When the Municipal Corporation of Mumbai changed the Development Control Regulations (DCR) in 2012, open spaces such as flower beds and balconies which came under ‘fungible’ Floor Space Index (FSI) were converted into regular FSI. Many builders who had paid a premium to buy fungible FSI decided to recover their costs from you, their customers. They wait until your house is ready and then present you with ‘extra’ charges for the ‘extra’ space in your flat. If you refuse, you could end up losing your home.
Experts say this is illegal and unethical. If your builder asks you to pay up for fungible FSI, here are the top 5 reasons why you should say no.
1 – The rule is prospective, not retrospective
Like most legislations, this amendment in the DCR is prospective. This means it is applicable only from the date of notification, that is 6th January, 2012. So if your project was launched before that, you are not obligated to pay any charges to the builder.
2 – You signed up for a particular area
When you sign the ‘buyer-seller’ agreement, you have basically signed a contract to pay a particular amount for a specified area. The builder cannot force you to pay more for any extra area which he may have added onto the flat because of the change in DCR.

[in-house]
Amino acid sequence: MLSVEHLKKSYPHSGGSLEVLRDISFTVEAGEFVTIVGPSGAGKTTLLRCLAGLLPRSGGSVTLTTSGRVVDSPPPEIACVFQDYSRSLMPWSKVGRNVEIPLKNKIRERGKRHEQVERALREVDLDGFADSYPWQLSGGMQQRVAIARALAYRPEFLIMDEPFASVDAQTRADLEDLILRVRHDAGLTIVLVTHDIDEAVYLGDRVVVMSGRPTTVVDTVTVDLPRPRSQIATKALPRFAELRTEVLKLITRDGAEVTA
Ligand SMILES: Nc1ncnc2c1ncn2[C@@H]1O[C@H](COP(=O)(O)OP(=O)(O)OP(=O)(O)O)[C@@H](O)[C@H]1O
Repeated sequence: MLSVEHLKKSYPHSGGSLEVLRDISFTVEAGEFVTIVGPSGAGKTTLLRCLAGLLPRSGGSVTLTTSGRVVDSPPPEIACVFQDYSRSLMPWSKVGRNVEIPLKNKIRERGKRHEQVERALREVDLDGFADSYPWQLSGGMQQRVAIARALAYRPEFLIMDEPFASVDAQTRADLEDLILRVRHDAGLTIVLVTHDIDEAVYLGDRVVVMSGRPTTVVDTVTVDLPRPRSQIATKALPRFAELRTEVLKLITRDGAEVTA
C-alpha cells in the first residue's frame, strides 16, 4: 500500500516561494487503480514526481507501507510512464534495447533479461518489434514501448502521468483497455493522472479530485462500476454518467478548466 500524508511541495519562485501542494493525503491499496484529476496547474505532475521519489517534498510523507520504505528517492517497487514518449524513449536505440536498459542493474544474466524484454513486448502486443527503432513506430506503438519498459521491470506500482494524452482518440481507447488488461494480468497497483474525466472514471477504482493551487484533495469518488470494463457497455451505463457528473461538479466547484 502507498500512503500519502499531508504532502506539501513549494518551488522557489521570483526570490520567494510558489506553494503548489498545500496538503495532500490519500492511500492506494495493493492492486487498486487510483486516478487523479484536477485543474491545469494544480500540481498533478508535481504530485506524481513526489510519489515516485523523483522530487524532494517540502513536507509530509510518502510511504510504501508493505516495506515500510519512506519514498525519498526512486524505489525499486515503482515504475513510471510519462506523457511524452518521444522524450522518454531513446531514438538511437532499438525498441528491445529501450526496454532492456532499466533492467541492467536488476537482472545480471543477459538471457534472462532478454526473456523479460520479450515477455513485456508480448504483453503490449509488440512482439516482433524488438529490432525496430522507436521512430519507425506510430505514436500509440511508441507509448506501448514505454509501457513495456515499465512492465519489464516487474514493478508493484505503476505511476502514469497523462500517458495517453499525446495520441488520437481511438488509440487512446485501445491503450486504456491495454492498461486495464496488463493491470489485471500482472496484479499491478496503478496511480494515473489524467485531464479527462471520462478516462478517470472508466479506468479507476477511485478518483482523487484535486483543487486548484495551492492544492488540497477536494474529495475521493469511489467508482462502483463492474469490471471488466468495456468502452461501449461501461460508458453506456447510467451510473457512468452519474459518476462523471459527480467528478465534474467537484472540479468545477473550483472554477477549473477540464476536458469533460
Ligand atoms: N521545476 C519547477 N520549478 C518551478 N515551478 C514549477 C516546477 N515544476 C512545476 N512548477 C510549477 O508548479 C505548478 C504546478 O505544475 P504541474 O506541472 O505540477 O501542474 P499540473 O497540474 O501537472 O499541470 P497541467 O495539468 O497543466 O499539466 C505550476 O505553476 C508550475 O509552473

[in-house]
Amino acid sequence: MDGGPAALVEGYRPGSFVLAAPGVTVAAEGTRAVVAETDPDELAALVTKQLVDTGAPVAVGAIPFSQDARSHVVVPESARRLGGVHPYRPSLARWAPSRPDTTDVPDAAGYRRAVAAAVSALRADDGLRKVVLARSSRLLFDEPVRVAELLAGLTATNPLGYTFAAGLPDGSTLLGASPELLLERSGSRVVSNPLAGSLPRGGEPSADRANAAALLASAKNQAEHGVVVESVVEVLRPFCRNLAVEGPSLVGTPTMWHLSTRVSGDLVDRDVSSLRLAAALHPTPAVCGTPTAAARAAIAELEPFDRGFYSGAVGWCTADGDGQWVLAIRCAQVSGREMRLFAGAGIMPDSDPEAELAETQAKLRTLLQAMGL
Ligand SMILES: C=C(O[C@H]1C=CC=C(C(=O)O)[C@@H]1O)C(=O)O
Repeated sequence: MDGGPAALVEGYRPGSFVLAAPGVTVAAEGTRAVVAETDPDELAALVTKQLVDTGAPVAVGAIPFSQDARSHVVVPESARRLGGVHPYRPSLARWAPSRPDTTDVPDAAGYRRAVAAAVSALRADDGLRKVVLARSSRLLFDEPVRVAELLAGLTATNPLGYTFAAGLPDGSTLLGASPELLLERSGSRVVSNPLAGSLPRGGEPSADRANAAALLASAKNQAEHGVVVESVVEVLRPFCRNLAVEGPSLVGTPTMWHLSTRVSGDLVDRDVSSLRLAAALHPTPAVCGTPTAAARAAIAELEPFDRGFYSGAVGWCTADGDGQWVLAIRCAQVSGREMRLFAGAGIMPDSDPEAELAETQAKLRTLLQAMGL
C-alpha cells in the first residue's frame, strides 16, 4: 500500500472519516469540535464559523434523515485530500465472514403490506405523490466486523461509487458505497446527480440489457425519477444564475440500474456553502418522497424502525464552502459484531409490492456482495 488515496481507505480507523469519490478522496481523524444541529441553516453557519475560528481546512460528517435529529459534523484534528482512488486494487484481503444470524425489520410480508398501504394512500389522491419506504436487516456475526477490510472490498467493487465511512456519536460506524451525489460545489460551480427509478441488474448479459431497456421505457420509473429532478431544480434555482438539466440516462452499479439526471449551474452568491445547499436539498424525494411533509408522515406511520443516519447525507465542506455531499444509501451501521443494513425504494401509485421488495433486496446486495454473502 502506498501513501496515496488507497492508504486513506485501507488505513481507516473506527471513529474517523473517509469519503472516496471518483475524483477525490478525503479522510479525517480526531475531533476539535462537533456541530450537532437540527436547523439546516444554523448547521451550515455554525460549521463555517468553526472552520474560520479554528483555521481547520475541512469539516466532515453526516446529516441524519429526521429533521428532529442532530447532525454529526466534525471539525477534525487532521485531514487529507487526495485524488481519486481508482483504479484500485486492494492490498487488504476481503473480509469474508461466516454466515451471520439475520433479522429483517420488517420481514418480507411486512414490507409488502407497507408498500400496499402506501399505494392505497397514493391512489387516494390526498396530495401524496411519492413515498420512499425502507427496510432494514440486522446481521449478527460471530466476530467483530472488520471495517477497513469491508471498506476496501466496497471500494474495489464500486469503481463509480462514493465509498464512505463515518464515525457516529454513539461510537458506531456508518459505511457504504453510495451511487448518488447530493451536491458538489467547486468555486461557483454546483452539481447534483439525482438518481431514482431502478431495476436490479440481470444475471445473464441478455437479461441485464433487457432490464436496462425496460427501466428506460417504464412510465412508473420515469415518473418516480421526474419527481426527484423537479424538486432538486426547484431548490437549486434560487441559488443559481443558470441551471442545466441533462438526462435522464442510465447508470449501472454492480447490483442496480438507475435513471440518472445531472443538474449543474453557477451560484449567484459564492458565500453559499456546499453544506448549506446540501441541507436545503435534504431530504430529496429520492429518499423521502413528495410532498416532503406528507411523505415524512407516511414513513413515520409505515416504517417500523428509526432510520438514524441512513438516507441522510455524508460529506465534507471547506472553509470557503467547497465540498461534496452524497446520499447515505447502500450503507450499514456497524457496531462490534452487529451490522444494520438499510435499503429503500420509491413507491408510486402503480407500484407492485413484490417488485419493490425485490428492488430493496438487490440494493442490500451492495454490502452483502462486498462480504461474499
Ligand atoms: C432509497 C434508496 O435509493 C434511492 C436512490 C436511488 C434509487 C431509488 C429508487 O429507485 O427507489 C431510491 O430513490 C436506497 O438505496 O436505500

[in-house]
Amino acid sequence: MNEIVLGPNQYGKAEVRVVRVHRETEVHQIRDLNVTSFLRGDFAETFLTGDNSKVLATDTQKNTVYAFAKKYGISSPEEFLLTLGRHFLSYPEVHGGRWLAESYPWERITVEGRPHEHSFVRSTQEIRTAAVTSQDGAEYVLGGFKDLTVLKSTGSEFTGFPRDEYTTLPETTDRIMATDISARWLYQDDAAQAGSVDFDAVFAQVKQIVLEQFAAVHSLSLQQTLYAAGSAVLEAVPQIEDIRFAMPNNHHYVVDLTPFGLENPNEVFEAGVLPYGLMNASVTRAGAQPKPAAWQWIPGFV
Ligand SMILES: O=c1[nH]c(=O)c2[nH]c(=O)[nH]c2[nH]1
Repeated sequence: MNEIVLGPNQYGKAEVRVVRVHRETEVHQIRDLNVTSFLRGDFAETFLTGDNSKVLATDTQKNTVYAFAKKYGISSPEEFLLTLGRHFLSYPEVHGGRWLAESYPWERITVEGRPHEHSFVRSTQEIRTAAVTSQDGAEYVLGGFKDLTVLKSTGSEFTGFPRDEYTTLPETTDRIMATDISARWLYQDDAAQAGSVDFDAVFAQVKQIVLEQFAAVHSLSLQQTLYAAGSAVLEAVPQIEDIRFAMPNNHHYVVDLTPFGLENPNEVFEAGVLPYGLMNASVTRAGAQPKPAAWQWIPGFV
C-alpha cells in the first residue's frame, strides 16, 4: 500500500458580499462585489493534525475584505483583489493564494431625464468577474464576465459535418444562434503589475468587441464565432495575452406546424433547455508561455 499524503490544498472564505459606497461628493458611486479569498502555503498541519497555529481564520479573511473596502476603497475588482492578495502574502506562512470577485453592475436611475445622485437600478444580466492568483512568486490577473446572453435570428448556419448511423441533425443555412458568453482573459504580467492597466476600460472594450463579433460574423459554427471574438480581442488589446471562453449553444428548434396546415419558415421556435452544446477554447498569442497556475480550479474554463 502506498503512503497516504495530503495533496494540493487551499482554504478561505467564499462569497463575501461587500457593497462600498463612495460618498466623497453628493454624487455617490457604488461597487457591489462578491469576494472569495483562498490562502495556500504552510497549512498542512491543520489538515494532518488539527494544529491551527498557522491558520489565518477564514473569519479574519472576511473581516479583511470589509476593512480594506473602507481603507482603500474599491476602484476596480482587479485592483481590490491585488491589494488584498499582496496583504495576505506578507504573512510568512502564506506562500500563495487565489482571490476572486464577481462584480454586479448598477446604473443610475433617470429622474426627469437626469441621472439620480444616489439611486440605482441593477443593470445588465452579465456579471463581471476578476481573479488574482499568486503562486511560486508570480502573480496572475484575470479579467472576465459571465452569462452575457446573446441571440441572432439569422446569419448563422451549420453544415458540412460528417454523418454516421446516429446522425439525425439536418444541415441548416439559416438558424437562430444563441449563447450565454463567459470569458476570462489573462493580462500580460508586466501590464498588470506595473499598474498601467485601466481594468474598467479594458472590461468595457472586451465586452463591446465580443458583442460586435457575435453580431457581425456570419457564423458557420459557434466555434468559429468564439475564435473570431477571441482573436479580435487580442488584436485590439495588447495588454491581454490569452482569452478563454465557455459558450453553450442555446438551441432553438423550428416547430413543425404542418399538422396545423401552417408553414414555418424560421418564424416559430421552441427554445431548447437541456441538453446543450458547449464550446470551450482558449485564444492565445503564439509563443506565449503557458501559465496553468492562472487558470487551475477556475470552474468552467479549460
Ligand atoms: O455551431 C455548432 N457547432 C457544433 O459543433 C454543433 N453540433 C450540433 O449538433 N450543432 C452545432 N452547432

3 – You have to agree to the change
Once the DCR changed, did the builder consult with you adding more space to your home? If he didn’t, you are not liable to pay extra money for any changes you were not aware of. According to Section 7 of the Maharashtra Ownership of Flats Act (MOFA), a builder cannot amend the apartment plan without the consent of the buyer.
4 – It is not ethical
The builder can always sell excess FSI and make a profit, but the home buyer has no such option. What’s more – changes in policy, rules, regulatory hurdles etc. are part of the risks of business and builders cannot get away from it by passing the costs onto home buyers, who have already sunk their life’s savings into their home.
5 – You have the right to refuse
As a buyer you have certain rights. Just because something is available doesn’t mean that you have to take it. Nor can the builder say he has given you more space and force you to pay for it. If the builder forces you, or makes you sign a one-sided agreement, immediately take the builder to court and contest these charges under MOFA.
Aswhini Priolker, Reporter, NDTV
Subscribe to our weekly newsletter- click on http://sites.ndtv.com/property/